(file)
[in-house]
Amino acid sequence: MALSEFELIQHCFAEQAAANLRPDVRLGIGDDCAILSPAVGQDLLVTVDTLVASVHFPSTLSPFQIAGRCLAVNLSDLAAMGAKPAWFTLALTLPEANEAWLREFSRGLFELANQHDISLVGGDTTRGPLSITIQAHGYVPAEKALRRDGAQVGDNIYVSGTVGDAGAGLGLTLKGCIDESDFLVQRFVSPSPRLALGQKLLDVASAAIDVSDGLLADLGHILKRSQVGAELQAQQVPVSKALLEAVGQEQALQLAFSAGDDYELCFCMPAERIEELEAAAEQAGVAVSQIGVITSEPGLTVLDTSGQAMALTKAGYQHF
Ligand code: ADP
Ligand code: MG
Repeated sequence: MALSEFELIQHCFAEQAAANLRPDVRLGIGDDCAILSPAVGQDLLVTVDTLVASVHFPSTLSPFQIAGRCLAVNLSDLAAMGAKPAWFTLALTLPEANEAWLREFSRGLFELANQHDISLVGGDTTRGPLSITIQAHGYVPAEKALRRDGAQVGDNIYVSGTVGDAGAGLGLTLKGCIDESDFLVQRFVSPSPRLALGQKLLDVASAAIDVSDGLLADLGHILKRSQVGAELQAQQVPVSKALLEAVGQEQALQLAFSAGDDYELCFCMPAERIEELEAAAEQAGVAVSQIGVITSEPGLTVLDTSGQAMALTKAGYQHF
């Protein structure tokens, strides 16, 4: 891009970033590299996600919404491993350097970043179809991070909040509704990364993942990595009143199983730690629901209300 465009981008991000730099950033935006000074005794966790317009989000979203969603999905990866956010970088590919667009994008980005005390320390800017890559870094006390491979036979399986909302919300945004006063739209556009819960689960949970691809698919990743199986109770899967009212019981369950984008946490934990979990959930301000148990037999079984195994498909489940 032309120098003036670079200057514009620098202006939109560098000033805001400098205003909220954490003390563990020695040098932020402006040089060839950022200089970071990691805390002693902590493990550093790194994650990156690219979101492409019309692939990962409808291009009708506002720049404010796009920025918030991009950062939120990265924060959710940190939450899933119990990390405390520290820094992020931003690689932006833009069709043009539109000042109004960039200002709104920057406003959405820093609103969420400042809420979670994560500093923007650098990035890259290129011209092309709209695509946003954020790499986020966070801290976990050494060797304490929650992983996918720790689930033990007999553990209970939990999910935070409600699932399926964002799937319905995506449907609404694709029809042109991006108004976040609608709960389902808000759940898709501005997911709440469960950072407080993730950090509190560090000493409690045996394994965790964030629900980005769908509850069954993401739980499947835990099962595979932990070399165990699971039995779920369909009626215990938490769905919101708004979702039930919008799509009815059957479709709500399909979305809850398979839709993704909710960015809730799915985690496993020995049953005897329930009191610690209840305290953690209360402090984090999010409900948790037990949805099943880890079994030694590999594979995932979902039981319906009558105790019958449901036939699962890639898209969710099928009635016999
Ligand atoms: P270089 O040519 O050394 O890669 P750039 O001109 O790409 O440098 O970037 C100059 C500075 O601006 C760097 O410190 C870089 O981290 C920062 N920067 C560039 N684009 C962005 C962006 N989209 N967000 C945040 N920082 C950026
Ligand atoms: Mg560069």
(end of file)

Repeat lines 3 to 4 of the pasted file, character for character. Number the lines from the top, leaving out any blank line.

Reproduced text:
Ligand code: ADP
Ligand code: MG